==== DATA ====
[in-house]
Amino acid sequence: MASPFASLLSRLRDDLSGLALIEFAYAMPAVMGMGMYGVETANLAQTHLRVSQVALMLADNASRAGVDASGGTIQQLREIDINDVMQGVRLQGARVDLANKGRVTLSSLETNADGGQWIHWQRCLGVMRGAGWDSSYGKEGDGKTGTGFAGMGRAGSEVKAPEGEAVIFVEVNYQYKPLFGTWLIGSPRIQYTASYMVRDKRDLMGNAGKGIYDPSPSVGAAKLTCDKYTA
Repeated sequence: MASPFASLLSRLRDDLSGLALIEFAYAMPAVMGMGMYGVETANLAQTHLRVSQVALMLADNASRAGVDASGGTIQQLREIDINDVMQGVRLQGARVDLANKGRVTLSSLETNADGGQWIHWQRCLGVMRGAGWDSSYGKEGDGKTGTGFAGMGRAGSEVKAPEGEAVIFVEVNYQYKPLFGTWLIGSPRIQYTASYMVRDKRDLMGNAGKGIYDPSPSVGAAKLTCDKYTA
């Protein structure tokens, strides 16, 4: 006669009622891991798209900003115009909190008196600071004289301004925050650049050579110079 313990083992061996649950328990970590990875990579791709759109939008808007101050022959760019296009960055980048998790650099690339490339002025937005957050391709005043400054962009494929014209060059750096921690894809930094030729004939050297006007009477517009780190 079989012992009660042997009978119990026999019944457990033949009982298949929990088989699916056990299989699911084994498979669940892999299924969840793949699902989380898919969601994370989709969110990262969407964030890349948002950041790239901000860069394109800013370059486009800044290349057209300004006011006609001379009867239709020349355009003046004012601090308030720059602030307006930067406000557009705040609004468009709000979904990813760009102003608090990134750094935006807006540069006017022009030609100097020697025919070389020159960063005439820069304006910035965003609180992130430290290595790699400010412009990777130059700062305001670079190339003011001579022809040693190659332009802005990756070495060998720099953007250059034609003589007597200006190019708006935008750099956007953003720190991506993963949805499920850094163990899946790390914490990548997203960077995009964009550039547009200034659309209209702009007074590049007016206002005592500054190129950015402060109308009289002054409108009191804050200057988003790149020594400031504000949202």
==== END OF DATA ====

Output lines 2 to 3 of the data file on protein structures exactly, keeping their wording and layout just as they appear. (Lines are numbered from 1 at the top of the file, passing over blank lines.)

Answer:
Amino acid sequence: MASPFASLLSRLRDDLSGLALIEFAYAMPAVMGMGMYGVETANLAQTHLRVSQVALMLADNASRAGVDASGGTIQQLREIDINDVMQGVRLQGARVDLANKGRVTLSSLETNADGGQWIHWQRCLGVMRGAGWDSSYGKEGDGKTGTGFAGMGRAGSEVKAPEGEAVIFVEVNYQYKPLFGTWLIGSPRIQYTASYMVRDKRDLMGNAGKGIYDPSPSVGAAKLTCDKYTA
Repeated sequence: MASPFASLLSRLRDDLSGLALIEFAYAMPAVMGMGMYGVETANLAQTHLRVSQVALMLADNASRAGVDASGGTIQQLREIDINDVMQGVRLQGARVDLANKGRVTLSSLETNADGGQWIHWQRCLGVMRGAGWDSSYGKEGDGKTGTGFAGMGRAGSEVKAPEGEAVIFVEVNYQYKPLFGTWLIGSPRIQYTASYMVRDKRDLMGNAGKGIYDPSPSVGAAKLTCDKYTA